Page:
(MENA, Ark.) -- An Arkansas hiker missing for nearly a week in the woods couldn't wait to take his first gulps of clean water when he was located by rescuers, he said soon after he was found.
Josh McClatchy, 38, was reported missing on June 1 after he got lost while hiking in the Caney Creek Wilderness near Mena, Arkansas. He had texted his mother to say he needed help, but cellphone service was spotty and he was unable to give the exact details of his location.
On Friday night, search-and-rescue crews had a window of good weather to send a National Guard helicopter equipped with infrared technology to locate McClatchy, said Polk County Sheriff Scott Sawyer.
"Without the helicopter, I'm not sure we'd have found him," Polk County Judge Brandon Ellison told ABC News. "We'd already covered all the ground that we could cover."
McClatchy was severely dehydrated but otherwise in good shape, Sawyer said. Water was the first thing McClatchy requested upon being located, the Texas native told ABC Dallas affiliate WFAA-TV in a phone interview on Saturday.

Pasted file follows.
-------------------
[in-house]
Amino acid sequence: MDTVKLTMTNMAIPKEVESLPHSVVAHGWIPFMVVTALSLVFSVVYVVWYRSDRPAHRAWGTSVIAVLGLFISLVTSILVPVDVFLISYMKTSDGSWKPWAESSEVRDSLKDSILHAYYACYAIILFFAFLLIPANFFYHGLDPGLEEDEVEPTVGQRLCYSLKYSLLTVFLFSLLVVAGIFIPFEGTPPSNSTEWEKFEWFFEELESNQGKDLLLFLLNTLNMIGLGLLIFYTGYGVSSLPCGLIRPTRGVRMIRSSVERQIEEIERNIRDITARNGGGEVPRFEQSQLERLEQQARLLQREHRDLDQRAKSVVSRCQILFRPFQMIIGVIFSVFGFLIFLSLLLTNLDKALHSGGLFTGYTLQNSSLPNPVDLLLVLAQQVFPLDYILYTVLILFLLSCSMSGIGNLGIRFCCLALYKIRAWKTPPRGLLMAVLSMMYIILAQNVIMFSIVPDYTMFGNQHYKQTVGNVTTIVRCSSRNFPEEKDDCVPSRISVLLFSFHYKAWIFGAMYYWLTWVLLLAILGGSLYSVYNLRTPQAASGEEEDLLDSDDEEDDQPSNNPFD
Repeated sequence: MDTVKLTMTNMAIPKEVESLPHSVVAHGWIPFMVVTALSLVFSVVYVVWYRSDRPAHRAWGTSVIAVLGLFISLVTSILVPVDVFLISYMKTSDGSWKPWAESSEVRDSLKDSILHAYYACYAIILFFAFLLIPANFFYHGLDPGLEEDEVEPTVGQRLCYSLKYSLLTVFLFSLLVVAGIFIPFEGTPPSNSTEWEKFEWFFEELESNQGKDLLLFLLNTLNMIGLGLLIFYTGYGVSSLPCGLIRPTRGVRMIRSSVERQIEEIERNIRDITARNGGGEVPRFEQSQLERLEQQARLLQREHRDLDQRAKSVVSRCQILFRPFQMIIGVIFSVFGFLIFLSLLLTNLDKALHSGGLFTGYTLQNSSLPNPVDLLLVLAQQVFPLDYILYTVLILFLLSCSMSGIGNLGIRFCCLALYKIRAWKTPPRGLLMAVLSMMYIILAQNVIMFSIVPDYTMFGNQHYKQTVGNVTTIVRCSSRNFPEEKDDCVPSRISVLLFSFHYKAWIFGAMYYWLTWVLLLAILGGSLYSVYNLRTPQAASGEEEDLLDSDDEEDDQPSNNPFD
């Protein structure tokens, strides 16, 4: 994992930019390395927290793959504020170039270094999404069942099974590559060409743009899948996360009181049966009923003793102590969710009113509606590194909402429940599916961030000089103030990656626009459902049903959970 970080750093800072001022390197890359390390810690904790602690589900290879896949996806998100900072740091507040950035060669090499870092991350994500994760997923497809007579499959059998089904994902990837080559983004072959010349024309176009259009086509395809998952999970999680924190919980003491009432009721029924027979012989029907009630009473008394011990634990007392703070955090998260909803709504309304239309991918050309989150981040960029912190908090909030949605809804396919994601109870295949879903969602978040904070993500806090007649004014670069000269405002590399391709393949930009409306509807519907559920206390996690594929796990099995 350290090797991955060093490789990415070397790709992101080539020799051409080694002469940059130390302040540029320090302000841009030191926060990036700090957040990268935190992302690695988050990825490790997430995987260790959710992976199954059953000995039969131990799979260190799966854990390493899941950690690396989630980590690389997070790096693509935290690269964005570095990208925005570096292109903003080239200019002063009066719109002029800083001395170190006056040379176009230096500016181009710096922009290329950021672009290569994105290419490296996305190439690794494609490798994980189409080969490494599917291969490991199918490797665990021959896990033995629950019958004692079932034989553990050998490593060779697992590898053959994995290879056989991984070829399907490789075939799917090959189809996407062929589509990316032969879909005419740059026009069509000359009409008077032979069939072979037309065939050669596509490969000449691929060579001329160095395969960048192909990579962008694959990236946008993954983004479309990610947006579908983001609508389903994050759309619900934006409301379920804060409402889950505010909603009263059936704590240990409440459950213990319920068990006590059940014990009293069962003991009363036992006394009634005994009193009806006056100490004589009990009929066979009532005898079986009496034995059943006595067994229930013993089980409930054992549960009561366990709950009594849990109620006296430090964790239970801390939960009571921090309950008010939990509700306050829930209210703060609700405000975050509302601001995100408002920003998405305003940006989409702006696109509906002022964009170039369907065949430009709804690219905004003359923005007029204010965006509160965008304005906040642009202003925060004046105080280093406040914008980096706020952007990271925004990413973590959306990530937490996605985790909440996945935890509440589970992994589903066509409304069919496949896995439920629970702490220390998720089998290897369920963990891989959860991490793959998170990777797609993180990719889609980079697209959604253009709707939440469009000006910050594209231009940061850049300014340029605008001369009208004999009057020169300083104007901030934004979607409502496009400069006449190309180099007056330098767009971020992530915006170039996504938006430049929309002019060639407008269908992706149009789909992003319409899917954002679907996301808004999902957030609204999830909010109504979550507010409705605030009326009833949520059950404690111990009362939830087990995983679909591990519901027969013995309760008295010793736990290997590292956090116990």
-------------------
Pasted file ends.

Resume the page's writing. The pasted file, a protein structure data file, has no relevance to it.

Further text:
"It was so refreshing," McClatchy said, adding that after he was given an IV, he started to "feel considerably better."
He had protein bars and bottled water with him when he set off, but it is unclear how much he consumed before he got lost, his family said. He also had a filter straw that could help him drink potentially unclean water.
McClatchy was spotted about four miles off Buckeye Trail, and area where hikers often get lost, and it took about four hours for the rescue teams to carry him out on a one-wheeled rescue cart, officials said. About 35 people participated in the search.
The crew had to rope down dangerous terrain to save him, which included thick treetops and steep mountains, Sawyer told ABC News. The area is also rife with deadly snakes such as copperheads, cottonmouths and rattlesnakes as well as bears, Sawyer said.
"It's really treacherous hiking," Sawyer said.
McClatchy credited his family, his faith and the people who rescued him for keeping him alive after he spent his 38th birthday alone in the wilderness.
"It's overwhelming, and it means so much to me," he said.
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